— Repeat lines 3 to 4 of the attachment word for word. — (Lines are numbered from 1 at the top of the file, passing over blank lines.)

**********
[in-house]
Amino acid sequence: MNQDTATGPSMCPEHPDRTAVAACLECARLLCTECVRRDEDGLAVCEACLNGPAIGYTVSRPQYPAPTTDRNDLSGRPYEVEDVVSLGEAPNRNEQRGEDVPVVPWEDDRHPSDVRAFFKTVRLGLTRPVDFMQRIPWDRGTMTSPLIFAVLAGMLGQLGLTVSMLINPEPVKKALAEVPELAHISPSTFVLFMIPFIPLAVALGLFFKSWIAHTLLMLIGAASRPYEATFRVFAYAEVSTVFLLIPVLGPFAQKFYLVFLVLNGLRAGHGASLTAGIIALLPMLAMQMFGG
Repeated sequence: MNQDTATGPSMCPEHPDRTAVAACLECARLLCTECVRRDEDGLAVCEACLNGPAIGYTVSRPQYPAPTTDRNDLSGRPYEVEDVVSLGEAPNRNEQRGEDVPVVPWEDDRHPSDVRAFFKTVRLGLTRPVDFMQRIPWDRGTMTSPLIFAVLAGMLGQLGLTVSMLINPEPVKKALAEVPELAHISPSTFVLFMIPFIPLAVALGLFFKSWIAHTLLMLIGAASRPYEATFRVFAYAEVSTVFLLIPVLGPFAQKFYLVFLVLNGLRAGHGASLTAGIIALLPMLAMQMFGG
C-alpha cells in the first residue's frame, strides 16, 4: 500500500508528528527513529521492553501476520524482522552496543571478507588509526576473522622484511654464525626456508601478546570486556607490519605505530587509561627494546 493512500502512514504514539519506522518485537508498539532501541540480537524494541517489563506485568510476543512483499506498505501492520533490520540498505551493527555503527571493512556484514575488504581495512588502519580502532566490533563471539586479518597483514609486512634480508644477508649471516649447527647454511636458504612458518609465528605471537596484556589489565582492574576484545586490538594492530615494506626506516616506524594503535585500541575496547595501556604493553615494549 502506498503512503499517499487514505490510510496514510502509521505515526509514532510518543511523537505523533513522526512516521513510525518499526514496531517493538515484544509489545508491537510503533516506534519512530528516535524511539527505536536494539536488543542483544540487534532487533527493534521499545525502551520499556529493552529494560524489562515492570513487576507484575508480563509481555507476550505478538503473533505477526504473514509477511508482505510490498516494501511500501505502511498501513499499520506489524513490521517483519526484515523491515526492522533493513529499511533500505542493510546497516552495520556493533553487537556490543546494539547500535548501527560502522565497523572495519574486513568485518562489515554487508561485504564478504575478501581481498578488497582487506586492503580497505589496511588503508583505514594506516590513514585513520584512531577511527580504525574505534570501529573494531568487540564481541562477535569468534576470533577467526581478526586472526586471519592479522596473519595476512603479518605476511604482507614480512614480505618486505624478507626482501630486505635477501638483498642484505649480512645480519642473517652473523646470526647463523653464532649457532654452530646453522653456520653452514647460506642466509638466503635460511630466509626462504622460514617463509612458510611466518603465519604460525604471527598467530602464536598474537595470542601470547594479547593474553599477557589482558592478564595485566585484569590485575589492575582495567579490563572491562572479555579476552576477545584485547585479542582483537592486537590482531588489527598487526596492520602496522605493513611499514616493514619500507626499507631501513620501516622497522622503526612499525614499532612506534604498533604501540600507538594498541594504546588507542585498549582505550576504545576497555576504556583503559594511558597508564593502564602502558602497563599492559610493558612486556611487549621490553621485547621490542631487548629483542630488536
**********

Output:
Repeated sequence: MNQDTATGPSMCPEHPDRTAVAACLECARLLCTECVRRDEDGLAVCEACLNGPAIGYTVSRPQYPAPTTDRNDLSGRPYEVEDVVSLGEAPNRNEQRGEDVPVVPWEDDRHPSDVRAFFKTVRLGLTRPVDFMQRIPWDRGTMTSPLIFAVLAGMLGQLGLTVSMLINPEPVKKALAEVPELAHISPSTFVLFMIPFIPLAVALGLFFKSWIAHTLLMLIGAASRPYEATFRVFAYAEVSTVFLLIPVLGPFAQKFYLVFLVLNGLRAGHGASLTAGIIALLPMLAMQMFGG
C-alpha cells in the first residue's frame, strides 16, 4: 500500500508528528527513529521492553501476520524482522552496543571478507588509526576473522622484511654464525626456508601478546570486556607490519605505530587509561627494546 493512500502512514504514539519506522518485537508498539532501541540480537524494541517489563506485568510476543512483499506498505501492520533490520540498505551493527555503527571493512556484514575488504581495512588502519580502532566490533563471539586479518597483514609486512634480508644477508649471516649447527647454511636458504612458518609465528605471537596484556589489565582492574576484545586490538594492530615494506626506516616506524594503535585500541575496547595501556604493553615494549 502506498503512503499517499487514505490510510496514510502509521505515526509514532510518543511523537505523533513522526512516521513510525518499526514496531517493538515484544509489545508491537510503533516506534519512530528516535524511539527505536536494539536488543542483544540487534532487533527493534521499545525502551520499556529493552529494560524489562515492570513487576507484575508480563509481555507476550505478538503473533505477526504473514509477511508482505510490498516494501511500501505502511498501513499499520506489524513490521517483519526484515523491515526492522533493513529499511533500505542493510546497516552495520556493533553487537556490543546494539547500535548501527560502522565497523572495519574486513568485518562489515554487508561485504564478504575478501581481498578488497582487506586492503580497505589496511588503508583505514594506516590513514585513520584512531577511527580504525574505534570501529573494531568487540564481541562477535569468534576470533577467526581478526586472526586471519592479522596473519595476512603479518605476511604482507614480512614480505618486505624478507626482501630486505635477501638483498642484505649480512645480519642473517652473523646470526647463523653464532649457532654452530646453522653456520653452514647460506642466509638466503635460511630466509626462504622460514617463509612458510611466518603465519604460525604471527598467530602464536598474537595470542601470547594479547593474553599477557589482558592478564595485566585484569590485575589492575582495567579490563572491562572479555579476552576477545584485547585479542582483537592486537590482531588489527598487526596492520602496522605493513611499514616493514619500507626499507631501513620501516622497522622503526612499525614499532612506534604498533604501540600507538594498541594504546588507542585498549582505550576504545576497555576504556583503559594511558597508564593502564602502558602497563599492559610493558612486556611487549621490553621485547621490542631487548629483542630488536